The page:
2.1)  Two charges5 \times 10^{-8}C  and -3 \times 10^{-8}C are located 16 cm apart. At what point(s) on the line joining the two charges is the electric potential zero? Take the potential at infinity to be zero.

Answers (1)
P Pankaj Sanodiya

Given, two charge particles

q_1= 5*10^{-8}C

q_2= -3*10^{-8}C

 The separation between two charged particle d=16cm=0.16m

Now, let's assume the point P between two charged particles where the electric potential is zero is x meter away from q_1 and ( 9-x) meter away from  q_2

So,

The potential at point P :

V_p=\frac{kq_1}{x}+\frac{kq_2}{0.16-x}=0

V_p=\frac{k5*10^{-8}}{x}+\frac{k(-3*10^{-8})}{0.16-x}=0

\frac{k5*10^{-8}}{x}=-\frac{k(-3*10^{-8})}{0.16-x}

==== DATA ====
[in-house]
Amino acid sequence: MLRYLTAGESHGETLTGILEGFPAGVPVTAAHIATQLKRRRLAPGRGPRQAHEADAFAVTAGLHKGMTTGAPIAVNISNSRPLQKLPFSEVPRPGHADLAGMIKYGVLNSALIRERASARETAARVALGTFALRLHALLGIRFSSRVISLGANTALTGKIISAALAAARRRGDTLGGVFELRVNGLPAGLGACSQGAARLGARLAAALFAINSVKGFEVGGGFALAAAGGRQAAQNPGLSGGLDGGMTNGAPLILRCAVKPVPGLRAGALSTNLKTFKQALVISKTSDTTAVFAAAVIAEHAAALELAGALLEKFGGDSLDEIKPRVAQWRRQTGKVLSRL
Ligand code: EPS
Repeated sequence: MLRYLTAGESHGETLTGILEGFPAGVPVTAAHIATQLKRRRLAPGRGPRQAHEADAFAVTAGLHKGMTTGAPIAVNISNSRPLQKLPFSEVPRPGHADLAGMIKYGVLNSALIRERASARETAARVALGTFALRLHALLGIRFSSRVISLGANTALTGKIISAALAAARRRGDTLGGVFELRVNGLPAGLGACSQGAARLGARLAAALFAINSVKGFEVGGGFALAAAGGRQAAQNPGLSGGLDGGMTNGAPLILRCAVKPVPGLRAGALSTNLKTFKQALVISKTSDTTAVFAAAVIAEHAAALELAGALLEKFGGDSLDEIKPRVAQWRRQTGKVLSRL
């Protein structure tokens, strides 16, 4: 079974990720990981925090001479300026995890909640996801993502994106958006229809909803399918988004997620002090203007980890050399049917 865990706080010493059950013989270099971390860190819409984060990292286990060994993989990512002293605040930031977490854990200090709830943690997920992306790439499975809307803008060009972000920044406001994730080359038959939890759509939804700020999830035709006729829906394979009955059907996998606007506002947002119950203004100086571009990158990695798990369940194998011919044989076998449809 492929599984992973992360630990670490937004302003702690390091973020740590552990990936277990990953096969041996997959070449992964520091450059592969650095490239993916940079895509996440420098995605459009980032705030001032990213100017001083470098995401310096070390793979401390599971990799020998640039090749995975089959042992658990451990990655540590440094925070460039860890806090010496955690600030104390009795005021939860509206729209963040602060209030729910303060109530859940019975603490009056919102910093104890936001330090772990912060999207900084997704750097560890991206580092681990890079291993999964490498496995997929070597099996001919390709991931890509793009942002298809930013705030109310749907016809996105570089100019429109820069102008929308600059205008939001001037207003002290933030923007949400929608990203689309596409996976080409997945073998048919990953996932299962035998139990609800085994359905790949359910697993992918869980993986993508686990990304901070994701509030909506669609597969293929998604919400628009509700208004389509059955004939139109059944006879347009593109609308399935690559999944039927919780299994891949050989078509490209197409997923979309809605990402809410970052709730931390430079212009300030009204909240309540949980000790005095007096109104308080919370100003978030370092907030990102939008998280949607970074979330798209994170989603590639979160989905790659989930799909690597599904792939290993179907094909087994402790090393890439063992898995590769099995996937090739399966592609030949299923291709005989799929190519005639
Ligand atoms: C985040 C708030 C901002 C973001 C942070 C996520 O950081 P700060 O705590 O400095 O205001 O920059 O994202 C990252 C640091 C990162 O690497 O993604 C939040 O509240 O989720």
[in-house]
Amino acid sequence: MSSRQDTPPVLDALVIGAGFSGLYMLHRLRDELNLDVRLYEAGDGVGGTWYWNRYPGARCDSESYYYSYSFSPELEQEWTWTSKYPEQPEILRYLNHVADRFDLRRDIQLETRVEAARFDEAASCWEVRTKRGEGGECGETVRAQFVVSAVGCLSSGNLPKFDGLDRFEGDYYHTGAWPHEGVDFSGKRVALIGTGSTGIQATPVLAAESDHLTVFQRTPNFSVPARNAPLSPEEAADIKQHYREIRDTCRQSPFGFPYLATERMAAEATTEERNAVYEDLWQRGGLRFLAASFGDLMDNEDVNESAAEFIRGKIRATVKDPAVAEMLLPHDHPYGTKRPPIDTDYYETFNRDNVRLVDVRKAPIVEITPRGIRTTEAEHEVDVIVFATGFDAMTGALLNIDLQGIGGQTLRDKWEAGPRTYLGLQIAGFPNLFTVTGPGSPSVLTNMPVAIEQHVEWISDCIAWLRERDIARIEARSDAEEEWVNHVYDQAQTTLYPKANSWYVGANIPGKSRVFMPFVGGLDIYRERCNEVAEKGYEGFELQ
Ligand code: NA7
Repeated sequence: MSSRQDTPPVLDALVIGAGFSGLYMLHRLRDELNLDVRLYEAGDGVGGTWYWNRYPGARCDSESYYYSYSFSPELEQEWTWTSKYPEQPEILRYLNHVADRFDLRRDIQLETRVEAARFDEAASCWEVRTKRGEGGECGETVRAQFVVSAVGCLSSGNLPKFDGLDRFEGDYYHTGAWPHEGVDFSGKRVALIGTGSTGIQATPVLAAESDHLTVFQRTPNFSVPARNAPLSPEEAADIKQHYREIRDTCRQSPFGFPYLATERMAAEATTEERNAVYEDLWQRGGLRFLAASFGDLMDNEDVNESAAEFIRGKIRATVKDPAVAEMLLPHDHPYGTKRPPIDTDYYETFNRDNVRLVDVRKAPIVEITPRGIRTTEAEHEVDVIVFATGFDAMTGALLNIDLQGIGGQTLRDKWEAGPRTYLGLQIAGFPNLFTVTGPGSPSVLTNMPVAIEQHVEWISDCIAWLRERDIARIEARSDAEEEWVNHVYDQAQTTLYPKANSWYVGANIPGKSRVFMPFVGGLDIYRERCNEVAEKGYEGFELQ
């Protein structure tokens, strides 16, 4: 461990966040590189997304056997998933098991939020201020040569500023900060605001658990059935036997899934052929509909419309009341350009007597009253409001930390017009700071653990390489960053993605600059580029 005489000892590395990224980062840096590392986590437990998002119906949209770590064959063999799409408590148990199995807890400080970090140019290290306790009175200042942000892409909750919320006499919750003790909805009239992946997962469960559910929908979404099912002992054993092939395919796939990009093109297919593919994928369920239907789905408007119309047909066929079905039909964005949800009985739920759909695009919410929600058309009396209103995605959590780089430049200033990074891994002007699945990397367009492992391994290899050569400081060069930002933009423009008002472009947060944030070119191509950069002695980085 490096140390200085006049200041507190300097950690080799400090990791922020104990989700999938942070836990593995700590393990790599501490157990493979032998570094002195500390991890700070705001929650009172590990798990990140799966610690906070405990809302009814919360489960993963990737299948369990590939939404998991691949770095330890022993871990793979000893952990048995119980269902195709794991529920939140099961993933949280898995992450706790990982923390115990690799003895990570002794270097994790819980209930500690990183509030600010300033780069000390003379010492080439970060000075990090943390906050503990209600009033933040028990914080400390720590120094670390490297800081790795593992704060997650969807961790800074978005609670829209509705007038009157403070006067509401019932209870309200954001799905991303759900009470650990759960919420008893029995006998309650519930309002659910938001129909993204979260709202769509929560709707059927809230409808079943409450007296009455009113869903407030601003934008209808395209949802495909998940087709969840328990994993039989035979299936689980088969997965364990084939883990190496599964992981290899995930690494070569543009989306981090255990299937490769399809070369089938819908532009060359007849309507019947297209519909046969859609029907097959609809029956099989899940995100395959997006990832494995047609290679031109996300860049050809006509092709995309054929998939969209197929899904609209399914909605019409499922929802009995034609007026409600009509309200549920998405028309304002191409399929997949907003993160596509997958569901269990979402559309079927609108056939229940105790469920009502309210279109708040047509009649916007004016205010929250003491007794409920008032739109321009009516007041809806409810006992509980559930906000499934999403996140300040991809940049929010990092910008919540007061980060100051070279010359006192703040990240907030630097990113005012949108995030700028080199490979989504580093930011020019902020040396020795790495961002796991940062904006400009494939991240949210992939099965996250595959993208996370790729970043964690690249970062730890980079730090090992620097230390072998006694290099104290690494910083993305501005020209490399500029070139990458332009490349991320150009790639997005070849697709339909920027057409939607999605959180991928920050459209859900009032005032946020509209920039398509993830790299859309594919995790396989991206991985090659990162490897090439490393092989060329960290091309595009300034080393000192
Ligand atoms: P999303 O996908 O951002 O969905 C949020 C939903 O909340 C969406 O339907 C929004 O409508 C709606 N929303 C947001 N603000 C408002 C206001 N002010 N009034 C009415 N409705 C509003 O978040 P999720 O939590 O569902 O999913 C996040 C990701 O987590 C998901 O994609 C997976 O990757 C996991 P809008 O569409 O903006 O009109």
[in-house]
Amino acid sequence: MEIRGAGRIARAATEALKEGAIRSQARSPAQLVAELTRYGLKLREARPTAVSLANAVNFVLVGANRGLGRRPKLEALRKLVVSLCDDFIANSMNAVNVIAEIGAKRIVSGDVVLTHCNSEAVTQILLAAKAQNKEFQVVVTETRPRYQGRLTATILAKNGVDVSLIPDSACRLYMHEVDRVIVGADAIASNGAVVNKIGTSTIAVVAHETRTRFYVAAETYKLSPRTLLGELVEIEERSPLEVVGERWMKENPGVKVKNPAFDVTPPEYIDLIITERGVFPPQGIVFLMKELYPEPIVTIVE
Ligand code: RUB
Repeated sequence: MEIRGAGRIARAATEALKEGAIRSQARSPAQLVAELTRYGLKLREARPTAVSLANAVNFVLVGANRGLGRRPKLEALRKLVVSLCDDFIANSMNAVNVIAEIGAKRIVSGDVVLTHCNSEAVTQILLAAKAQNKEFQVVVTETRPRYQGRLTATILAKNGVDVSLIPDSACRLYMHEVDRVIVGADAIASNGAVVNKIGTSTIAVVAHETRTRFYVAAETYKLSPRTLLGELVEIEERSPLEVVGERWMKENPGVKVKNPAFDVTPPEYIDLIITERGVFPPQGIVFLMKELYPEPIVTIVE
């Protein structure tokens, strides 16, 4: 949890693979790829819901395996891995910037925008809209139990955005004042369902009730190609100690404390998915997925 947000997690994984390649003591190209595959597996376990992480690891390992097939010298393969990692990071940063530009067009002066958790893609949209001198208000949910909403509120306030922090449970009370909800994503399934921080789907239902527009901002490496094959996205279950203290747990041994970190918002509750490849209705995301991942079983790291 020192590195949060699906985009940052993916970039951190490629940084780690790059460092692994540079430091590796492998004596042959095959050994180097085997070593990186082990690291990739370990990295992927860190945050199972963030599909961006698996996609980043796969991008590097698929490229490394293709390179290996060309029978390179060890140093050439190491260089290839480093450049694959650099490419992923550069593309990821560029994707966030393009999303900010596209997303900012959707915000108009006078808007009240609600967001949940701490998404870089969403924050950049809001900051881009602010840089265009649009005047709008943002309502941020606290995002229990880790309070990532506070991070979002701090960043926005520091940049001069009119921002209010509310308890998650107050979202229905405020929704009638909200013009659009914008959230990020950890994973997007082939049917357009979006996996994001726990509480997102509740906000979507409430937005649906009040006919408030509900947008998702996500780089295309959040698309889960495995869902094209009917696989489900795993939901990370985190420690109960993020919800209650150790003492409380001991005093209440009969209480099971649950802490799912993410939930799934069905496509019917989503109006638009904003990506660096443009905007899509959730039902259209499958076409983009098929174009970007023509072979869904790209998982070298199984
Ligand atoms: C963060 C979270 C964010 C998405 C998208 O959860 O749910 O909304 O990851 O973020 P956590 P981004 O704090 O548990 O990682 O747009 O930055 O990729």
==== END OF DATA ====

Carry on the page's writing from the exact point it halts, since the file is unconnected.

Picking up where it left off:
5(0.16-x)=3x

x=0.1m=10cm

Hence the point between two charged particles where the electric potential is zero lies 10cm away from q_1 and 6 cm away from q_2

 

Now, Let's assume a point  Q which is outside the line segment joining two charges and having zero electric potential .let the point Q lie r meter away from q_2 and  (0.16+r) meter away from q_1

So electric potential at point Q = 0

\frac{kq_1}{0.16+r}+\frac{kq_2}{r}=0

\frac{k5*10^{-8}}{0.16+r}+\frac{k(-3*10^{-8})}{r}=0

5r=3(0.16+r)

r=0.24m=24cm

Hence the Second point where the electric potential is zero is 24cm away from q_2 and 40cm away from q_1

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